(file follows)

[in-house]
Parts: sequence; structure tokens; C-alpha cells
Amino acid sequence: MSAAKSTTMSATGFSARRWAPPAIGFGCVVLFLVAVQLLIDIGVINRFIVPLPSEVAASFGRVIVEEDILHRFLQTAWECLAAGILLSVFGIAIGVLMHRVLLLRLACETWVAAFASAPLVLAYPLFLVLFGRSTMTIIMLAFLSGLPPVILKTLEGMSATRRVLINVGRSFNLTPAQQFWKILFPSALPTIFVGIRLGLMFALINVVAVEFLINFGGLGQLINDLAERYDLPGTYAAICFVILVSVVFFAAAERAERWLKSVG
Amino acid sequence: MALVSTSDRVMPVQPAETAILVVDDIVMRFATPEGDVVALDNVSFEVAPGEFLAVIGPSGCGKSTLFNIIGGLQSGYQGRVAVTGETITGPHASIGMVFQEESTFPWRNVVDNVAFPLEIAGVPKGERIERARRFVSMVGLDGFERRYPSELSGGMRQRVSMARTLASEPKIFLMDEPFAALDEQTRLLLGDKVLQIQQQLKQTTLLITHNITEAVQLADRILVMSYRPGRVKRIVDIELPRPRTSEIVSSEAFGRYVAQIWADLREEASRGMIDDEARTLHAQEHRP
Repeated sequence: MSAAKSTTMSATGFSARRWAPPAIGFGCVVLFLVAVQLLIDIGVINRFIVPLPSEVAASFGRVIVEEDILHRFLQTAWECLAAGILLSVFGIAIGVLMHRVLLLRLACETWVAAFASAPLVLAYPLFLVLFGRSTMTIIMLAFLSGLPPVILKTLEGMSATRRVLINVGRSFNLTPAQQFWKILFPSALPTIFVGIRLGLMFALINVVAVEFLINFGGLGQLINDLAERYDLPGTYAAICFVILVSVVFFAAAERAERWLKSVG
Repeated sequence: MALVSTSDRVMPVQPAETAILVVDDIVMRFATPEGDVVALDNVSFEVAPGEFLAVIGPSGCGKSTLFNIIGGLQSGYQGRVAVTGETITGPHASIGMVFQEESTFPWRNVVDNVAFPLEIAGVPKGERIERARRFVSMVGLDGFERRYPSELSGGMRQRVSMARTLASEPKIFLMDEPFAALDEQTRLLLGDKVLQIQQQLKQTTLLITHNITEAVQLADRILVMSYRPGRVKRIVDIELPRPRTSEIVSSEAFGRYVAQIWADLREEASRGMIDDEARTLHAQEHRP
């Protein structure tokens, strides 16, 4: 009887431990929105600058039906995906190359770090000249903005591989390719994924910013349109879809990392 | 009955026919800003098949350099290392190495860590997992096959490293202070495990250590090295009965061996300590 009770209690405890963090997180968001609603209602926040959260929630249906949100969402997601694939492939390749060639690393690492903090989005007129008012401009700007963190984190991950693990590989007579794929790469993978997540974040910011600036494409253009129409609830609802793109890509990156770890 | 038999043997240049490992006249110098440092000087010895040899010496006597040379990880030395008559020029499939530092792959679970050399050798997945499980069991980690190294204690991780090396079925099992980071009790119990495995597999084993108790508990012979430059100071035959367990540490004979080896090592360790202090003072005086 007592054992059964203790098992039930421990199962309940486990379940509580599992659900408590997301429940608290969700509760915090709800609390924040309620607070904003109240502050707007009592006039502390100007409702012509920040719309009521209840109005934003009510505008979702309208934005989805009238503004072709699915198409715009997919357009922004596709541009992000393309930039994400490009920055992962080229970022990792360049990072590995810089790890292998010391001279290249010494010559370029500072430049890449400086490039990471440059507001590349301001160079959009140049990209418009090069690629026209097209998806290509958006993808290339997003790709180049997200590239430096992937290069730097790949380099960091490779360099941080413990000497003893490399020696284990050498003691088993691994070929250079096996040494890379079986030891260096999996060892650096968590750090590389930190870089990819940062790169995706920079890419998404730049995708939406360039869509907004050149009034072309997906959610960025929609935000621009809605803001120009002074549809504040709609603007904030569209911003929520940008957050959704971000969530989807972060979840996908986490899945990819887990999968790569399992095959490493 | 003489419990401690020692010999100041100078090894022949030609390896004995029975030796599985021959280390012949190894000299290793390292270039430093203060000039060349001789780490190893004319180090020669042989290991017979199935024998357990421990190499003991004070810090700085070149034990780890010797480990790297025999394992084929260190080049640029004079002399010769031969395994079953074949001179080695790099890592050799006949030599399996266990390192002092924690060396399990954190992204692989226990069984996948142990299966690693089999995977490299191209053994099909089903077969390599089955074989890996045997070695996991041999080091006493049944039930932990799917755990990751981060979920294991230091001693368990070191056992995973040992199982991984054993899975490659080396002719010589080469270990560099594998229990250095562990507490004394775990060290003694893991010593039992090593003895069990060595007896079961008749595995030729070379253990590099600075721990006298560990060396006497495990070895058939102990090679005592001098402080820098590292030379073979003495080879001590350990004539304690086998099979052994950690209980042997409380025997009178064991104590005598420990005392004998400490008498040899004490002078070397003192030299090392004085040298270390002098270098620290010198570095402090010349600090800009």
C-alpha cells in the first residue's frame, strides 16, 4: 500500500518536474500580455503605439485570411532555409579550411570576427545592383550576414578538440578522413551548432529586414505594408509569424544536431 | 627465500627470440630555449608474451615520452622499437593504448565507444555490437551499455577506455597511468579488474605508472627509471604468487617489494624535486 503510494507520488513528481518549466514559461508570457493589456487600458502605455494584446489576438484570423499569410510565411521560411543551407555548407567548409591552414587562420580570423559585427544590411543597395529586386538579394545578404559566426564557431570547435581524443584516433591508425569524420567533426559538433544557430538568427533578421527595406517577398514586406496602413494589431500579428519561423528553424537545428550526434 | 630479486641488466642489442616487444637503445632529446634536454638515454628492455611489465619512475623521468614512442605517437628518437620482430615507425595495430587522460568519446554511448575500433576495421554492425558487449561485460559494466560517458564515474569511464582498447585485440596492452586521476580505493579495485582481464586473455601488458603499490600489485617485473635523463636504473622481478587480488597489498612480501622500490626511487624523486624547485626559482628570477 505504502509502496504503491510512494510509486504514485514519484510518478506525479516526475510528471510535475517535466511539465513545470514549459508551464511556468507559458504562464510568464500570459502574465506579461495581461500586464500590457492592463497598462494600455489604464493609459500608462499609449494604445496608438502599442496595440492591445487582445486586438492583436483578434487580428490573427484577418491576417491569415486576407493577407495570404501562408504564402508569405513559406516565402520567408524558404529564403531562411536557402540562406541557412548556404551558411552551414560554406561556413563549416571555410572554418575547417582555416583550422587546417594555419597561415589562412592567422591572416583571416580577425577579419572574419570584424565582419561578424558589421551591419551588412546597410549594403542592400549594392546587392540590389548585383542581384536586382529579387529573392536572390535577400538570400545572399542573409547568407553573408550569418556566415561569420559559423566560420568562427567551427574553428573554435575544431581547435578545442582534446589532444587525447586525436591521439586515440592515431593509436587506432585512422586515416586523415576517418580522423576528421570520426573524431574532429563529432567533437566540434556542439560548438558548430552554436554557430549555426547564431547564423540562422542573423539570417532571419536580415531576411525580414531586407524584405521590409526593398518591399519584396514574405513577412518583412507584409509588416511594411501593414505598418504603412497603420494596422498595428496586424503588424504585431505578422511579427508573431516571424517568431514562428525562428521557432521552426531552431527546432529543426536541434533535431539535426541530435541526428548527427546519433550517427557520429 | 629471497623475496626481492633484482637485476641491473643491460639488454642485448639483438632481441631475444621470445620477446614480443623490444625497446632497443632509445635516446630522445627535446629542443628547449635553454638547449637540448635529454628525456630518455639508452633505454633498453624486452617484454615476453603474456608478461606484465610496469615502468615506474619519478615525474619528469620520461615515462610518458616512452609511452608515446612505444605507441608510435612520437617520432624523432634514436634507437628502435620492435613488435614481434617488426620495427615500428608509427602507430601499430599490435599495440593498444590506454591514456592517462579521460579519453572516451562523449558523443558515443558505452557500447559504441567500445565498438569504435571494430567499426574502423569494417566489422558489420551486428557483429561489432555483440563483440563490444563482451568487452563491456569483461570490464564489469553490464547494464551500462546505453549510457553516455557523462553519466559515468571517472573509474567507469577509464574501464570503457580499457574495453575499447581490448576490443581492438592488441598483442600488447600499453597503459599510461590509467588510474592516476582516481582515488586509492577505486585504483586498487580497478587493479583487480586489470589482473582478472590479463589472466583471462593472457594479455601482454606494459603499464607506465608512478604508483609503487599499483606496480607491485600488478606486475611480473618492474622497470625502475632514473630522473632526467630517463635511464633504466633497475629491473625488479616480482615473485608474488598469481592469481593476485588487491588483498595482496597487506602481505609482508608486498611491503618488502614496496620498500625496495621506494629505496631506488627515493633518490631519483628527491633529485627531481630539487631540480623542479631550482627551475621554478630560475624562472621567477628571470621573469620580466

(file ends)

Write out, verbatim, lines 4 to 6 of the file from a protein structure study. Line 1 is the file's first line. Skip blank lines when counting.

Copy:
Amino acid sequence: MALVSTSDRVMPVQPAETAILVVDDIVMRFATPEGDVVALDNVSFEVAPGEFLAVIGPSGCGKSTLFNIIGGLQSGYQGRVAVTGETITGPHASIGMVFQEESTFPWRNVVDNVAFPLEIAGVPKGERIERARRFVSMVGLDGFERRYPSELSGGMRQRVSMARTLASEPKIFLMDEPFAALDEQTRLLLGDKVLQIQQQLKQTTLLITHNITEAVQLADRILVMSYRPGRVKRIVDIELPRPRTSEIVSSEAFGRYVAQIWADLREEASRGMIDDEARTLHAQEHRP
Repeated sequence: MSAAKSTTMSATGFSARRWAPPAIGFGCVVLFLVAVQLLIDIGVINRFIVPLPSEVAASFGRVIVEEDILHRFLQTAWECLAAGILLSVFGIAIGVLMHRVLLLRLACETWVAAFASAPLVLAYPLFLVLFGRSTMTIIMLAFLSGLPPVILKTLEGMSATRRVLINVGRSFNLTPAQQFWKILFPSALPTIFVGIRLGLMFALINVVAVEFLINFGGLGQLINDLAERYDLPGTYAAICFVILVSVVFFAAAERAERWLKSVG
Repeated sequence: MALVSTSDRVMPVQPAETAILVVDDIVMRFATPEGDVVALDNVSFEVAPGEFLAVIGPSGCGKSTLFNIIGGLQSGYQGRVAVTGETITGPHASIGMVFQEESTFPWRNVVDNVAFPLEIAGVPKGERIERARRFVSMVGLDGFERRYPSELSGGMRQRVSMARTLASEPKIFLMDEPFAALDEQTRLLLGDKVLQIQQQLKQTTLLITHNITEAVQLADRILVMSYRPGRVKRIVDIELPRPRTSEIVSSEAFGRYVAQIWADLREEASRGMIDDEARTLHAQEHRP